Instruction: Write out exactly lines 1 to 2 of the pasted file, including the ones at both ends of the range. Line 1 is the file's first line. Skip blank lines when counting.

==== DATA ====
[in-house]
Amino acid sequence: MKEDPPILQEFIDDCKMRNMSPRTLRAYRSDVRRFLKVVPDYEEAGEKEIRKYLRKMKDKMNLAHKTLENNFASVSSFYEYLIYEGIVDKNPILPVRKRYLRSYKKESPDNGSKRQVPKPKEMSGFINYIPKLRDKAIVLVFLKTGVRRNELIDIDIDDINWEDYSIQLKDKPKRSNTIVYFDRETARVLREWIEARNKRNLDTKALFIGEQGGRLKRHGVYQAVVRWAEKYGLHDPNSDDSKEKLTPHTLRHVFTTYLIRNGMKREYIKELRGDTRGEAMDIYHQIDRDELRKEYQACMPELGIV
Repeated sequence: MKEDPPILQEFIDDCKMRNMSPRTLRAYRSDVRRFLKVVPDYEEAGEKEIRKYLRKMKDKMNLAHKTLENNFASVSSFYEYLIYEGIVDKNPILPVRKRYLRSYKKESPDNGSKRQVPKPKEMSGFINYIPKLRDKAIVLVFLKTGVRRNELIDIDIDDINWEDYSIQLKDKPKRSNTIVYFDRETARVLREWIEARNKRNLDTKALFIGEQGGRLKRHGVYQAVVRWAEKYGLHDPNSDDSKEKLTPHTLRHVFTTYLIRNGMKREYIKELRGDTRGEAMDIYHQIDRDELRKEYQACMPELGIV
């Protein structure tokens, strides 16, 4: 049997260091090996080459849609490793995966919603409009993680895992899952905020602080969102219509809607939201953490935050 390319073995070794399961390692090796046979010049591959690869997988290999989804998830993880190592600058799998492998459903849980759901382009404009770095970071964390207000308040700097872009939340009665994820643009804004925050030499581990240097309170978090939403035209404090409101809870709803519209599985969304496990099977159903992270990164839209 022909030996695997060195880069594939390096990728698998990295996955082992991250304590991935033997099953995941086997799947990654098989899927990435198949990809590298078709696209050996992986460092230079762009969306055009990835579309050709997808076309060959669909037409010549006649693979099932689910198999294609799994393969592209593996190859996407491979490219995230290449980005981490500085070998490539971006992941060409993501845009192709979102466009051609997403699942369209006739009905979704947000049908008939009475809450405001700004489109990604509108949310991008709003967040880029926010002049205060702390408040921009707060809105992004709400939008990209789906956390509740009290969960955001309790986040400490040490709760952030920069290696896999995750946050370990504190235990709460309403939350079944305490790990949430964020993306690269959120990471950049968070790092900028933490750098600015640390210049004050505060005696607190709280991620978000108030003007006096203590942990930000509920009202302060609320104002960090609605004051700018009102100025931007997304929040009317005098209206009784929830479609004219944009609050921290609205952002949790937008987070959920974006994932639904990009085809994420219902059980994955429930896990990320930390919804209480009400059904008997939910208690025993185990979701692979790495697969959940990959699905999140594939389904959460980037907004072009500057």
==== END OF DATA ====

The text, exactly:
[in-house]
Amino acid sequence: MKEDPPILQEFIDDCKMRNMSPRTLRAYRSDVRRFLKVVPDYEEAGEKEIRKYLRKMKDKMNLAHKTLENNFASVSSFYEYLIYEGIVDKNPILPVRKRYLRSYKKESPDNGSKRQVPKPKEMSGFINYIPKLRDKAIVLVFLKTGVRRNELIDIDIDDINWEDYSIQLKDKPKRSNTIVYFDRETARVLREWIEARNKRNLDTKALFIGEQGGRLKRHGVYQAVVRWAEKYGLHDPNSDDSKEKLTPHTLRHVFTTYLIRNGMKREYIKELRGDTRGEAMDIYHQIDRDELRKEYQACMPELGIV